Modularizing Lumote Part 1: History
When we initially set out to take our UE4 game jam entry Bump and extend it out to be Lumote, we knew we wanted to make it one giant map. The game is extremely dark and as you progress you illuminate the world. Because of this, we wanted to not only give you some larger sense of progress, but also offer some nice vistas to show where you’ve been and what you’ve accomplished along the way.
The blue glow of discovered checkpoints and solved puzzles lingers in the distance
With that in mind, we started laying out the world. It’s made up of a central hub surrounded by towers; you go up one side of a tower and down the other where you exit into the hub and progress to the next tower. We began by roughing in the flow of the first tower, making sure you can’t reach places you shouldn’t, and winding around so that you can get some nice views of where you have been. As we progressed, we were also building the challenges (puzzles and platforming rooms) which fit nicely into the flow. However, we soon came to realize that constructing the world this way caused some problems.
Each coloured section is a different challenge in the tower.
First of all, the entire game world was in a single file. This meant that we could not iterate on the high level flow of the world and design new challenges at the same time. We knew this would be an issue in advance but made the concession that since there are only two main level builders, we could work around each others’ schedules.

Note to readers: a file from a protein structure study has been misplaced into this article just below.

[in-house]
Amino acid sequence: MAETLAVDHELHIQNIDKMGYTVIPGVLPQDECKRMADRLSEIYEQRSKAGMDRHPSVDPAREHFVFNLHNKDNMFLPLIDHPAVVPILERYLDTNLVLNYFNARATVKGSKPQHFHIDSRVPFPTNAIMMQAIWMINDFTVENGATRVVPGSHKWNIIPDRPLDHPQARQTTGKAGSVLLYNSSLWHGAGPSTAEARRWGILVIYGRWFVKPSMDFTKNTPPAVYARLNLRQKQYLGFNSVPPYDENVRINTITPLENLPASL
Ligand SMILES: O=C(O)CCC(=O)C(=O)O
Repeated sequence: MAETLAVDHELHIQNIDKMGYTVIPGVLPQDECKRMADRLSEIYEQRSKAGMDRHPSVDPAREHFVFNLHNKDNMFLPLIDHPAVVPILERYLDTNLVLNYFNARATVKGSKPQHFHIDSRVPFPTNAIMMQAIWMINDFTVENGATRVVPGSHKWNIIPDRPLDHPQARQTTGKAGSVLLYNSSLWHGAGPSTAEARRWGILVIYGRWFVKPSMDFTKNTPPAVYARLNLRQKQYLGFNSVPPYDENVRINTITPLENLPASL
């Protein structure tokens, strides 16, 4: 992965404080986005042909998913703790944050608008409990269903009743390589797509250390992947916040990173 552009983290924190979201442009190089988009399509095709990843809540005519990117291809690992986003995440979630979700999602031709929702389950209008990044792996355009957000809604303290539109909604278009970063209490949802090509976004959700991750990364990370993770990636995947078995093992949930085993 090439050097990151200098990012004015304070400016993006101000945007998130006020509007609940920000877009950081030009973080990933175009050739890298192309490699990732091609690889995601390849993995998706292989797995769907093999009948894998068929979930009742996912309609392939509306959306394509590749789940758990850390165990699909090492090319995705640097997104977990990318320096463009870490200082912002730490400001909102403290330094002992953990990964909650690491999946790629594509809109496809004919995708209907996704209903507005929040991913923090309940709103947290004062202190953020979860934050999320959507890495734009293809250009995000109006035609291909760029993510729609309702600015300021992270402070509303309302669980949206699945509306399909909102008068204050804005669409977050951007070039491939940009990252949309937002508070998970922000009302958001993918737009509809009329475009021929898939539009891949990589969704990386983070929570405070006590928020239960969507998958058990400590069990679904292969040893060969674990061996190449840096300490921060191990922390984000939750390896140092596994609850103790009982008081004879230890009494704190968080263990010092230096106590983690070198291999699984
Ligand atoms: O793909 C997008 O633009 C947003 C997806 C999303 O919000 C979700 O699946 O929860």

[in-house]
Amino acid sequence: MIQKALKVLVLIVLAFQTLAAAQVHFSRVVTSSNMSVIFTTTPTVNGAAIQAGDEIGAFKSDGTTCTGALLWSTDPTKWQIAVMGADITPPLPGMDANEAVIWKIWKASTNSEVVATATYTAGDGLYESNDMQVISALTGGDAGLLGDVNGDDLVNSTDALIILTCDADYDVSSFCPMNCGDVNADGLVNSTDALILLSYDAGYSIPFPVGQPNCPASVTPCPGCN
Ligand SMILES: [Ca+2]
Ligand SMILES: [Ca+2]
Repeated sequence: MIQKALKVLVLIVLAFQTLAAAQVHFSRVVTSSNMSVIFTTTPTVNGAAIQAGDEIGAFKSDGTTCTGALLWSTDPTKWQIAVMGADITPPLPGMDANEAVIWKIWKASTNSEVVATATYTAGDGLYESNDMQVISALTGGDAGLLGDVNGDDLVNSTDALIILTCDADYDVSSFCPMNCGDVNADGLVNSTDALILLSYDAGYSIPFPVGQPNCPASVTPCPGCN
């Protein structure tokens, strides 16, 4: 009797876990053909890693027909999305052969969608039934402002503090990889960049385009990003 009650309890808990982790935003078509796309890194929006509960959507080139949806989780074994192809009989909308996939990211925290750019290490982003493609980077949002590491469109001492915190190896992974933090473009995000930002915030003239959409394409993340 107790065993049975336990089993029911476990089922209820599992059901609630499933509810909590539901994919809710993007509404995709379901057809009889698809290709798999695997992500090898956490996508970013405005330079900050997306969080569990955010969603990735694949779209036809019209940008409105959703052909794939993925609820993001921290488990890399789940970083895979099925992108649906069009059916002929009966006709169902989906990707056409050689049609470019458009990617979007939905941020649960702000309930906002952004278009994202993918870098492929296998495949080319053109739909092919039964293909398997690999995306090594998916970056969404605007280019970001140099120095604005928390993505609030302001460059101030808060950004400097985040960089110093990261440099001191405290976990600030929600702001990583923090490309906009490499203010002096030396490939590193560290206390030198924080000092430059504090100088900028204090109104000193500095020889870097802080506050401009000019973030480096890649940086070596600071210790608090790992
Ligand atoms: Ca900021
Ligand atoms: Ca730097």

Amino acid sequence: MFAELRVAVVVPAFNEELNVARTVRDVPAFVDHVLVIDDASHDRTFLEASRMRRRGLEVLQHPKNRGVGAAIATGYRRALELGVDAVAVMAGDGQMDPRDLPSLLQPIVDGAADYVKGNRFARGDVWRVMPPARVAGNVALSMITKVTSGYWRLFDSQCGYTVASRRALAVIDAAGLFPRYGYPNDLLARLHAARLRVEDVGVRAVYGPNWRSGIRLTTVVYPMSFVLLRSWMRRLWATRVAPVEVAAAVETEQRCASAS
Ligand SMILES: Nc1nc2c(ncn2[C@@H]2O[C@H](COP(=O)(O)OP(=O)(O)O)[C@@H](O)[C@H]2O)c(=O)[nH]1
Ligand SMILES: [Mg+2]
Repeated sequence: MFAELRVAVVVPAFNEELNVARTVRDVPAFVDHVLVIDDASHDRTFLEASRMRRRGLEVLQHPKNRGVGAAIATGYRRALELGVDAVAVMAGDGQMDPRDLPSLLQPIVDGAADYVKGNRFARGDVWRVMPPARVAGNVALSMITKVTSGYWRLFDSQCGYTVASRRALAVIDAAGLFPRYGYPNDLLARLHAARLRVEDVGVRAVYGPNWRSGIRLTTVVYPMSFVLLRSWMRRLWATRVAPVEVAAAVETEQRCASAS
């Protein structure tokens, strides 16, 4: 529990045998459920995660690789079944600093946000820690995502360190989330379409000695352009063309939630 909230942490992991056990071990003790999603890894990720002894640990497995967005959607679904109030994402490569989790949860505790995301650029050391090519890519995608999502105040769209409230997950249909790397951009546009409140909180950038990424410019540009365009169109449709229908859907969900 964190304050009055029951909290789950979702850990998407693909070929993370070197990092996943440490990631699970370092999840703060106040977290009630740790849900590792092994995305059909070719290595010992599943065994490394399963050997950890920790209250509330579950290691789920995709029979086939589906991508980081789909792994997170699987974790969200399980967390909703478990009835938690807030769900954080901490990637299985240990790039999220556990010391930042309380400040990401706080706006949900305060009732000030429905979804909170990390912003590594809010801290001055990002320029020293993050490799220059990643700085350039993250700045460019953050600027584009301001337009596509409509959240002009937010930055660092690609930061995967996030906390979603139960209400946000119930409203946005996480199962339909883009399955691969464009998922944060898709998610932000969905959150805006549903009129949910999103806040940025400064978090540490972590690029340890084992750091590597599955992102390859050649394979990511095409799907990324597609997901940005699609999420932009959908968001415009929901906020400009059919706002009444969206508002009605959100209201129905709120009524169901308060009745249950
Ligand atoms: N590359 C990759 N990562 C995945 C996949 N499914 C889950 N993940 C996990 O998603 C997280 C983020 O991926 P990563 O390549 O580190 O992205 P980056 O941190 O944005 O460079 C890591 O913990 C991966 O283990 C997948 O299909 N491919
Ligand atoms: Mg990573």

Secondly, we have always had aspirations for Lumote to offer either user-generated challenges or procedural world assembly, or maybe even both. While this isn’t a feature on our road map for the initial release, it is something that we would love to see one day. That means, having the entire world as one massive asset really limits the possibilities.
The third, and most important, issue was adjusting difficulty and pacing. Each time we added a new challenge, there was often the realization that we had made something that would be more appropriate earlier or later in the game. Often this meant that all edits were destructive, replacing a challenge literally meant that the old one was gone. If it was really good we might save off a copy of the map so we could isolate it and reuse it later, but that wasn’t ideal and became quite time consuming.
Modular level sections can be swapped out and rearranged
After getting back from GDC 2016, we started discussing how we might overcome these problems as we continue to build out the game. The result was a fully modular version of the world, where we can snap challenges together and easily swap them out or reuse them to adjust the pacing and difficulty of any part of the game.
*Left an example of the hard to work with monolithic world. Right same area but in the modular world.*
As you can see in the above example, this area is roughly the same before and after modularization.
Check back next week for part 2! We’ll be discussing how the world is broken down and some of the technical problems we needed to solve.
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